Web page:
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For a sustained growth in oil production Mexico’s new government will need to resume bidding rounds sooner rather than later

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Oilfield Technology,

Following recent statements by Fluvio Ruiz Alarcon, Adrian Lara, Senior Oil and Gas Analyst at GlobalData, offers his view on the impact on the upstream sector.

“Maintaining and resuming soon CNH’s upstream bidding rounds should be a pragmatic move for the new government. Pemex can directly award drilling contracts for onshore and shallow water, as promised recently by Lopez Obrador to service companies, but even if this is successful in increasing domestic production, this won’t be enough for reaching the 2.6 million bpd of oil production that the new government is setting as benchmark. It might not even be enough to revert a decline that is at 147 000 bpd from the end of Q2 2017 to the end of Q2 2018.”

“In any case, Pemex’s best option is to combine the strategy of service contracts with the farm outs or partnerships that are an integral part of the energy reform. The previous rounds in the country have shown that private and foreign companies do participate and commit capital investment into future exploration and development. Even if Pemex’s investment budget is increased, private capital will still be needed to develop larger fields alone or in partnership with the NOC. Any review of the current contract models and terms should be aimed at complementing the strategy of strengthening Pemex.”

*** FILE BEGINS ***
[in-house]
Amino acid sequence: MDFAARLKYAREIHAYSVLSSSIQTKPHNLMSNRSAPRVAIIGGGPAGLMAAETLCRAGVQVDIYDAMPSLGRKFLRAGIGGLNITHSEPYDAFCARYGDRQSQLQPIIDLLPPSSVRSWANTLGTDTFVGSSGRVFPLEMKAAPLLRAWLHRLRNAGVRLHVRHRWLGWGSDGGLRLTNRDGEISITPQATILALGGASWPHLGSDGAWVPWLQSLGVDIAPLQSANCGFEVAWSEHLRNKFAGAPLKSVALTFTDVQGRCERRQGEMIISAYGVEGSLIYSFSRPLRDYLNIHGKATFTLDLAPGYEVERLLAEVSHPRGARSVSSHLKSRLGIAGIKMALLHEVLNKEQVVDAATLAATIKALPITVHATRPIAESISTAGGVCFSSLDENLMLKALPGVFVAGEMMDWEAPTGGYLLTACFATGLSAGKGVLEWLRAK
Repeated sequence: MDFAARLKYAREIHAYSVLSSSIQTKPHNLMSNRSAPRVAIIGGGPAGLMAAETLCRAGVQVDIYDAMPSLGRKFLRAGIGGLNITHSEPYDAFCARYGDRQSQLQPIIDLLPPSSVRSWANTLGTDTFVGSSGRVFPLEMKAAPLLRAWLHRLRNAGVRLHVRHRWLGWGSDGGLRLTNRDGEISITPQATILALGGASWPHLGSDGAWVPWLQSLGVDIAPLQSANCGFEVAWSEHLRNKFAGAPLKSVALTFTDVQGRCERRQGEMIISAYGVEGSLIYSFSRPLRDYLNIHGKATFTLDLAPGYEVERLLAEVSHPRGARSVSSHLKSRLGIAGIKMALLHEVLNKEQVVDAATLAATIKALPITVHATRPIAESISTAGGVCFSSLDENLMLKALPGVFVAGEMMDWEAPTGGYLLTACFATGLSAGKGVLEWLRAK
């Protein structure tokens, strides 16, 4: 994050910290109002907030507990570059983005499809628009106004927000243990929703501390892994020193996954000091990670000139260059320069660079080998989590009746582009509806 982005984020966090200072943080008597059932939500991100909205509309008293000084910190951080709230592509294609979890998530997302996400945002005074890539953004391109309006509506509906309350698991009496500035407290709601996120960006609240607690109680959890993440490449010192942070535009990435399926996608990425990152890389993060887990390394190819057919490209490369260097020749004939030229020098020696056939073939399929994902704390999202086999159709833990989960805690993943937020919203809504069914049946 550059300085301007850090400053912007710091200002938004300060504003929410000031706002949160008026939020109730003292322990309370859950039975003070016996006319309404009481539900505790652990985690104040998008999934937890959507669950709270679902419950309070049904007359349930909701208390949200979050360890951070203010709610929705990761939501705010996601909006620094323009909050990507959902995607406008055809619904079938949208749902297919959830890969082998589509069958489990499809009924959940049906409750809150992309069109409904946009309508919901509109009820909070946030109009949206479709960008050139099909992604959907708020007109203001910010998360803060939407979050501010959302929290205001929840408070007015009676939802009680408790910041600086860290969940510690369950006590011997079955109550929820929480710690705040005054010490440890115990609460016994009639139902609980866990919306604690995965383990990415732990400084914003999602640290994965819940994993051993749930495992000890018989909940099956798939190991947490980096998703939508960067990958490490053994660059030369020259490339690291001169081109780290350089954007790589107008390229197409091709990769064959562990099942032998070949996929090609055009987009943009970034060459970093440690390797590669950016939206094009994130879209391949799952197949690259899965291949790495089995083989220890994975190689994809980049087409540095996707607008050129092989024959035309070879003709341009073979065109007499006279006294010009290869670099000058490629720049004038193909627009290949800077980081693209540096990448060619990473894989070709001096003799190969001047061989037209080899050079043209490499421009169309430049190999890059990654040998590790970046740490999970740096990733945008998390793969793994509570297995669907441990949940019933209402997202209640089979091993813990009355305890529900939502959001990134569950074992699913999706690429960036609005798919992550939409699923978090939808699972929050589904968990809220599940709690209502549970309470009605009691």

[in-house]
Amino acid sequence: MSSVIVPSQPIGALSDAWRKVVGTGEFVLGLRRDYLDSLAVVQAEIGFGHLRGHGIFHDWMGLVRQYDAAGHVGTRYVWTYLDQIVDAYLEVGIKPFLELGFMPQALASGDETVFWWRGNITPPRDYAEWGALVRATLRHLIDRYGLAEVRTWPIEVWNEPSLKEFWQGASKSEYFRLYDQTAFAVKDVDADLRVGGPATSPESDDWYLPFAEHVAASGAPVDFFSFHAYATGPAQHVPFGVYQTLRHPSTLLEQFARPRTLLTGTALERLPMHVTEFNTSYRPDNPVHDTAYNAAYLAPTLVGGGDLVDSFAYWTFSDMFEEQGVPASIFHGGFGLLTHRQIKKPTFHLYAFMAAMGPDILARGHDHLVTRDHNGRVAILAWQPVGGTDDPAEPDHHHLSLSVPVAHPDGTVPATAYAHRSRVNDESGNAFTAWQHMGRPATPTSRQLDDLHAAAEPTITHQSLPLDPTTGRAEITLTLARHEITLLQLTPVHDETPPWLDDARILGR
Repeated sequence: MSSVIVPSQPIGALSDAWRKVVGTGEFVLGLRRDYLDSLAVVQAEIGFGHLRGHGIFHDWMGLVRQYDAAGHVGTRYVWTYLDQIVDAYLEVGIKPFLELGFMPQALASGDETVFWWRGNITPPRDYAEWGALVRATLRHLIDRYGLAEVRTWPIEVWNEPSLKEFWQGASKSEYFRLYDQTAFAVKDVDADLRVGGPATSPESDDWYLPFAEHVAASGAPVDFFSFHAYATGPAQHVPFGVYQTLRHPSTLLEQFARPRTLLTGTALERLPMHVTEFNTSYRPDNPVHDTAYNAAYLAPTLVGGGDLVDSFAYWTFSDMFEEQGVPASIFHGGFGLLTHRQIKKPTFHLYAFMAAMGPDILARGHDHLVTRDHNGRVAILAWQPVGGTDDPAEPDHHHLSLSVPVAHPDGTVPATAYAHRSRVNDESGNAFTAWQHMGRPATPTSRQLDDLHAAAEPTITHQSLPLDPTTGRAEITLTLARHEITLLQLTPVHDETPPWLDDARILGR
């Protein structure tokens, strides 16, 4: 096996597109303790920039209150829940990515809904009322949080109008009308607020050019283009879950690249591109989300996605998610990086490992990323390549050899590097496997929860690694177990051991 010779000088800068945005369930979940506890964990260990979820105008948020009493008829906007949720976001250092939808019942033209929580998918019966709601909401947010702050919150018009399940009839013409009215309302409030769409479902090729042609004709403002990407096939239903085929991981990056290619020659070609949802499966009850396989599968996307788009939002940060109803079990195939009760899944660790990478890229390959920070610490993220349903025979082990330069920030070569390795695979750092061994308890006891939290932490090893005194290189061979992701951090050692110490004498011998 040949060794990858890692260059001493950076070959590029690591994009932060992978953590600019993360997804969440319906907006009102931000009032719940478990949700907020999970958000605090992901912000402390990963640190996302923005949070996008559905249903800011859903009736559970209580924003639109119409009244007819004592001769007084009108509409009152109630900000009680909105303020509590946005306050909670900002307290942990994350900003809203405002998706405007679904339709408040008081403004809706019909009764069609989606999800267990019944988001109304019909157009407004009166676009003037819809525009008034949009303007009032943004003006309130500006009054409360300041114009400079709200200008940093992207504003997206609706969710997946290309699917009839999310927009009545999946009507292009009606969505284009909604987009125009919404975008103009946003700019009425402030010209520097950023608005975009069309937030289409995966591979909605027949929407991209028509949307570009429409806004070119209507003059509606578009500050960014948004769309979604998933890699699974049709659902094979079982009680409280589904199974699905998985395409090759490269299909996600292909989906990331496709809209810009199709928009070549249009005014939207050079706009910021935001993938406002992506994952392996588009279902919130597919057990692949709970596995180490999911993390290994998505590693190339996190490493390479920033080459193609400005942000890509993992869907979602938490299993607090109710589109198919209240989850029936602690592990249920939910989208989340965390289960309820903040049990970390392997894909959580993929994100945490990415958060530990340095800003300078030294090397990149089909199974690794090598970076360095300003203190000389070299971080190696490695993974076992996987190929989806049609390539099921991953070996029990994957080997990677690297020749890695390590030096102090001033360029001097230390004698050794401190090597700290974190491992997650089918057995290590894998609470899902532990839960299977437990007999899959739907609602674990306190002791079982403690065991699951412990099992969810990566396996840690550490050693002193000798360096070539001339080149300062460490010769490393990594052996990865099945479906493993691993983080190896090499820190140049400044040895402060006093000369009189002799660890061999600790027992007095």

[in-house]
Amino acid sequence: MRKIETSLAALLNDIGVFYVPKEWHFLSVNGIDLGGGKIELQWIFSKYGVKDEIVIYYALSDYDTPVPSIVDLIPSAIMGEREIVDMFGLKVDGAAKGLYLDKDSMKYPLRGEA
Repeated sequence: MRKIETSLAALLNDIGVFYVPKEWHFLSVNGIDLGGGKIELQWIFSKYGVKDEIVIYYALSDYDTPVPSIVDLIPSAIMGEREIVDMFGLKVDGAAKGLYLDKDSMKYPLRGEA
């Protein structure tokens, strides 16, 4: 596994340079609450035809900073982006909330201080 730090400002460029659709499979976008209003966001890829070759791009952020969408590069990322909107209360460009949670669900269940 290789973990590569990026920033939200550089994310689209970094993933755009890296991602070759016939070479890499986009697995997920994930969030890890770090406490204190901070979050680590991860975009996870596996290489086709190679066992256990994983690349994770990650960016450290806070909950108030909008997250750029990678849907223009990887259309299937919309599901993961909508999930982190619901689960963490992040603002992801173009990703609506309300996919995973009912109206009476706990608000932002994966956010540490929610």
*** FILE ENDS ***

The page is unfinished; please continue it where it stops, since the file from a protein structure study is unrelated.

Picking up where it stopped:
Lara continues: “Indeed there have been mixed signals from the so-called transition team on whether the energy reform will remain as is or will face major changes, or for how long bidding rounds will be suspended. Hopefully these contradictions will end once the new government starts next December. Also, if any irregularities are found in already signed contracts, then this would likely mean some adjustment in the process of bidding and awarding, but not necessarily a derailing of the energy reform.”

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Upstream news Mexico upstream news